I am committed to three things: restoring all funding to Nova Scotia’s screen industry that was cut by the McNeil government — and there won’t be a cap on it; restoring the equity and the development fund; and extensive consultation with people who work in our screen industry to determine what model will work best moving forward. As Leader, it’s not up to me alone to decide the form the new credit will take — that’s a decision that can only be made after thorough consultation with the film and television industry. Otherwise, we’d be going against our Party’s own policies. As the province’s first Minister of Communities, Culture & Heritage, I introduced Status of the Artist legislation. One of the things that legislation was designed to do is encourage fair treatment of artists by government, and “work with artists and artists’ associations to guide and inform the government on matters relating to arts and culture.” What happens if the industry decides it needs something even better than the return of the old tax credit? It took decades to create this industry and with one quick motion, the Liberals destroyed what you worked so hard to build. All options must be considered and I am ready to listen and respond to your needs. In 2011, as Culture Minister, I had the privilege of establishing Arts Nova Scotia. That righted a terrible wrong done to our creative community by a previous Conservative government. I can assure you that if I’m given the chance I’ll work extremely hard to right the wrong that was done to our screen workers by Stephen McNeil. We need all of you to keep up sustained political pressure in the lead-up to the next provincial budget. That could bring about changes to the new film incentive fund. Keep on writing those letters. Keep on giving interviews. Keep on demanding meetings. I want you to know that the film industry can once again grow and become the economic driver it once was. If you want to find out more about my thoughts on the elimination of the film tax credit, check out my open letter to the film industry.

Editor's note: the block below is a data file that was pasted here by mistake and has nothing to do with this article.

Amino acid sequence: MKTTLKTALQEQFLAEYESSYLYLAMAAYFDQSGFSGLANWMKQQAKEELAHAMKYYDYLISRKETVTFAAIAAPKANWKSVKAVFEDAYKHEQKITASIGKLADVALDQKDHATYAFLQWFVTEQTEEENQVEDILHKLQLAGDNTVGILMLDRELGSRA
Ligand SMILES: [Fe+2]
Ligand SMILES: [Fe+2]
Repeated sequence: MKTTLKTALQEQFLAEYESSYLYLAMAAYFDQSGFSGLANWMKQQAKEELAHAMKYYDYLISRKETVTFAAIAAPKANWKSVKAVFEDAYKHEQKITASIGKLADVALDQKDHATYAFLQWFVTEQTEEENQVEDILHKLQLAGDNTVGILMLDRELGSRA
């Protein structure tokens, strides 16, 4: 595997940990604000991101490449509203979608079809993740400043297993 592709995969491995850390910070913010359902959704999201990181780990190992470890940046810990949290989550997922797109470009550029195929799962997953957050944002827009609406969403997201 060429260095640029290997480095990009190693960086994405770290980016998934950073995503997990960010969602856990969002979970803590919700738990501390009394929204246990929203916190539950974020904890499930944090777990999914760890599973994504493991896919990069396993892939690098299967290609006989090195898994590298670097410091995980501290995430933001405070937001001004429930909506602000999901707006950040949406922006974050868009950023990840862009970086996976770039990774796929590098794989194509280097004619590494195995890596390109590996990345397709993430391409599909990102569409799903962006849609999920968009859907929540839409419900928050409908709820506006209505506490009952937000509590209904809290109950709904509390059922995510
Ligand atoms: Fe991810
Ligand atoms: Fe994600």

4. What steps, if any, would you take to encourage greater investment by the private sector in funding the arts in Nova Scotia?